Sidewalk chalk creates issues with some students

Daysha Blackwell, ophomore psychology and sociology major and member of NIU Campus Crusade for Christ and Jesus is the Way Christian Center, speaks with Thomas Hodges about religious views Thursday afternoon near Neptune Central.

By Taylor Thanos

Sidewalk chalk has become a growing popularity in advertising for clubs and events at NIU.

One of the most talked about and controversial of these concrete arts is the message, “There are probably no gods,” a phrase adopted by the NIU organization, Atheists, Agnostics and Freethinkers (AAFT).

AAFT President Christopher George, junior history and philosophy major, explained where the phrase originated.

“The phrase came from a relatively benign advertisement campaign over in Britain, maybe two years ago,” he said. “There was a group that would put that slogan on buses over there, and eventually it came here.”

This is the first year the group has used the quote to promote and advertise AAFT. The reactions of NIU have been mixed. Some students feel the quote is offensive to their own religious beliefs.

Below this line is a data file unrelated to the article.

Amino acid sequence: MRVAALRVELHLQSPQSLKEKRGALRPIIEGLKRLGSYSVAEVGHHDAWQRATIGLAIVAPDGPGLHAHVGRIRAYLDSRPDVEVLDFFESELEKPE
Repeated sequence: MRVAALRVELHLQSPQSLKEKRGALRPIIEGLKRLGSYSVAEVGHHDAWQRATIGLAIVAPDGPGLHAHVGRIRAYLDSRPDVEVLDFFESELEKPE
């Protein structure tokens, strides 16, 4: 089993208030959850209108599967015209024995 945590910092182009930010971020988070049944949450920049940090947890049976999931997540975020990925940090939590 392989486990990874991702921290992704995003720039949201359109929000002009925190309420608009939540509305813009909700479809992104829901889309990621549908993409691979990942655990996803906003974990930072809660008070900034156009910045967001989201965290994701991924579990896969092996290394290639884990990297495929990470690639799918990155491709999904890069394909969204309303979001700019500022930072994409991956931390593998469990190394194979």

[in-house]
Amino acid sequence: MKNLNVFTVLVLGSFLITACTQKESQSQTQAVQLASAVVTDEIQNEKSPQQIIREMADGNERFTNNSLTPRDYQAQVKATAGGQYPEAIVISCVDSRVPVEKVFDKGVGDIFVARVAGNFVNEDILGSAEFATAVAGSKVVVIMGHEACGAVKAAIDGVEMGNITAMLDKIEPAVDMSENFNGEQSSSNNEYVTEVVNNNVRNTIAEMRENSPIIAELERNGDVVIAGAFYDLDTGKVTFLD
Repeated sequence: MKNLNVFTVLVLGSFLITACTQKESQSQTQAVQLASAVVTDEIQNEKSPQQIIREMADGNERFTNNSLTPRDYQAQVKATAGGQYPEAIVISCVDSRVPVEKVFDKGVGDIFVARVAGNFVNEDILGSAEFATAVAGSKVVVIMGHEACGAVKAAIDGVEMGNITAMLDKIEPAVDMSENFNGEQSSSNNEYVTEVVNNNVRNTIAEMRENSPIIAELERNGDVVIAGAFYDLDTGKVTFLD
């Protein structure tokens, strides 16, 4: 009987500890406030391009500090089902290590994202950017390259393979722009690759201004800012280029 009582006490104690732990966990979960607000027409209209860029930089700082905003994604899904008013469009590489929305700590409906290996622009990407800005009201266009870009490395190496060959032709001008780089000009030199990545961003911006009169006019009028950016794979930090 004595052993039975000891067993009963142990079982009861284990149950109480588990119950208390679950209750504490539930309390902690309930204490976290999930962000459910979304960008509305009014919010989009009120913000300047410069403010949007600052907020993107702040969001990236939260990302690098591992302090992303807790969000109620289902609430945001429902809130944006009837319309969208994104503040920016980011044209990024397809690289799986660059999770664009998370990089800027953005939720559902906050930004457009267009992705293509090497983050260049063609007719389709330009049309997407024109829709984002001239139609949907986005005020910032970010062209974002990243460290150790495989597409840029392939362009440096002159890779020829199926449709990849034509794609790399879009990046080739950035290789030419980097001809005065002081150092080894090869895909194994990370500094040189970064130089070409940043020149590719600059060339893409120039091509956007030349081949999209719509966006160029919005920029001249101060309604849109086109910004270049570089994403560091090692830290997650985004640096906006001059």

“It’s bothersome, of course,” said junior journalism major Lauren Scott. “We would never try to disrespect their beliefs.”

Scott, a member of Campus Crusade for Christ (CRU) went on to say that even though it does catch attention of passersby, there is no further information about the group or who they are.

“All in all, it is a bad advertisement tool,” Scott said.

Other NIU students that are not affiliated with religious groups on campus share Scott’s opinion. Travis Harrell, freshman music business major, goes to church regularly and said he feels he has somewhat strong religious beliefs.

“I thought the quotes were inappropriate,” Harrell said. “I felt my own religious beliefs were being disrespected.”

Many responses to the AAFT motto appeared chalked around campus near the early weeks of the month. Messages such proclaiming the existence of a god and saying that “probably is not a good enough reason” are some of the responses. It is unknown whether the responses were sponsored by a Christian group on campus.

Although many disagree with the sidewalk chalk, the organization has not seemed to be affected.

“In my two years with the group I have never seen so many people join a meeting,” George said on AAFT’s first meeting of the year on Sept. 8.

The AAFT’s main goal is to provide a safe place for people to question and to help others.

“Some people are very offended by the chalking and alter them, which ultimately are not relevant,” George said. “Several professors have thanked us for existing, past NIU students have joined the Facebook group and also expressed their wish that this group had existed when they came here.”